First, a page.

Ηere is an open-loop transfer function and specifications for compensator design.

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I defined the required poles and defined the angles according to the normal procedure of the root locus method and determined the zero and pole of the lead compensator. It led to

$$ G_c(s) = \frac{s+0.0345}{s+1.923} \cdot \frac{4 \cdot 10^{-7}}{s^2(s+0.5)} $$

and $K = 122874$ but as the question says settling time and percent overshoot cannot be satisfied as the same time with the compensator I just mentioned. Here is the code in MatLab


what is the reason?


1 Answer 1


If you do not meet both requirements, you designed the wrong compensator. If we take a look to the root locus figure of the compensator you designed we see that the poles (pink dots) are not in the white area, but there is still one in the yellow area. Root locus of the system with compensator

I came up with a different compensator, which clearly has all its poles in the white region. Root locus of my compensator

We can verify the system by checking the step response and see that it meats all your design requirements. Step response of my compensator

Another way to verify this is using the following MATLAB commands:

s = tf('s');
G = 4e-7/s^2/(s+0.5);
C = 1.357e06*(s+0.07513)*(s+0.3614);

Note that your system $G_p$ already has an integrator thus the zero steady-state error to step and ramp commands is already met. However, this integrator causes some additional overshoot (besides the pole placements), therefore it is important to check the system response.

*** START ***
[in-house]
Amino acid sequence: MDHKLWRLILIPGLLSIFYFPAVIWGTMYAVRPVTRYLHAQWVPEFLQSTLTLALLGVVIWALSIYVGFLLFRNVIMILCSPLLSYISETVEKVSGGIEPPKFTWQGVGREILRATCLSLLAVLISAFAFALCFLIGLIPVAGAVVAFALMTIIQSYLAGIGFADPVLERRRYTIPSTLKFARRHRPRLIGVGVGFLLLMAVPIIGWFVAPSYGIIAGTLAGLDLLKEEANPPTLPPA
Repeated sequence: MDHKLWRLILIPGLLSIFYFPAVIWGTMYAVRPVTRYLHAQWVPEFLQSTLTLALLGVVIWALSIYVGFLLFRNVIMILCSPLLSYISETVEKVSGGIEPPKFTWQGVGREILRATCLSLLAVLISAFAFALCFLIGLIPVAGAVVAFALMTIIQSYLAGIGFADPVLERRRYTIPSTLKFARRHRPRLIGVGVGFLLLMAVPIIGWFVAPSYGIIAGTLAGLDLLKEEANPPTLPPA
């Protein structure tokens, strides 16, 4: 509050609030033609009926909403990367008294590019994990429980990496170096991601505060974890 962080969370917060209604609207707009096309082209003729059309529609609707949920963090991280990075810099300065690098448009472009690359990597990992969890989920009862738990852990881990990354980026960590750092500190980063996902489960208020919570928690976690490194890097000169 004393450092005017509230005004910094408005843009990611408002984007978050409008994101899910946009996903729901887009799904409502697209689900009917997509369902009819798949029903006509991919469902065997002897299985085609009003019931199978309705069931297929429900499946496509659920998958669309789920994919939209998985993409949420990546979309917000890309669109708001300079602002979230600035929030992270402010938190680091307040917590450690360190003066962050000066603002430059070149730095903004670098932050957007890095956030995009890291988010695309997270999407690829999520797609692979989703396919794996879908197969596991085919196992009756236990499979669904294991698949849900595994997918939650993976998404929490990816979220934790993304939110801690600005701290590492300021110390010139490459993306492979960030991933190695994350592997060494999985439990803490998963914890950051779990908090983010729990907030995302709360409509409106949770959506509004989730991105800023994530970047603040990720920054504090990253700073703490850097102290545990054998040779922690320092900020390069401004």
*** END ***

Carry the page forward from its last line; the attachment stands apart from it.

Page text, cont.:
I would also like to refer to my other answer where I cover the design steps in more detail.: PI controller for second order system

  • $\begingroup$ it seems like you used kind of trial-error and Matlab to meet the required poles of closed-loop and it works as it is obvious, but how can we obtain the required open-loop pole and zero (lead compensator) using root locus method? i mean using the given zeta and wn we determine the required poles of closed-loop and then designing the compensator (defining the angles from poles and zeros of open-loop transfer function to defined closed-loop pole and then choose the zero and pole of the compensator). $\endgroup$
    – erfan
    Commented Jun 16, 2020 at 11:26
  • $\begingroup$ youtube.com/watch?v=NMpmb0ihoFo how to define the pole and zero of compensator using this method? $\endgroup$
    – erfan
    Commented Jun 16, 2020 at 11:28
  • $\begingroup$ I used the root-locus method as described above. However, you did not specify a pole location but you had criteria. Therefore, I drew the white area and as long as all your poles are in the white area they will satisfy your requirements. Hence, I can find infinite many compensators which satisfy the requirements. $\endgroup$ Commented Jun 18, 2020 at 6:21

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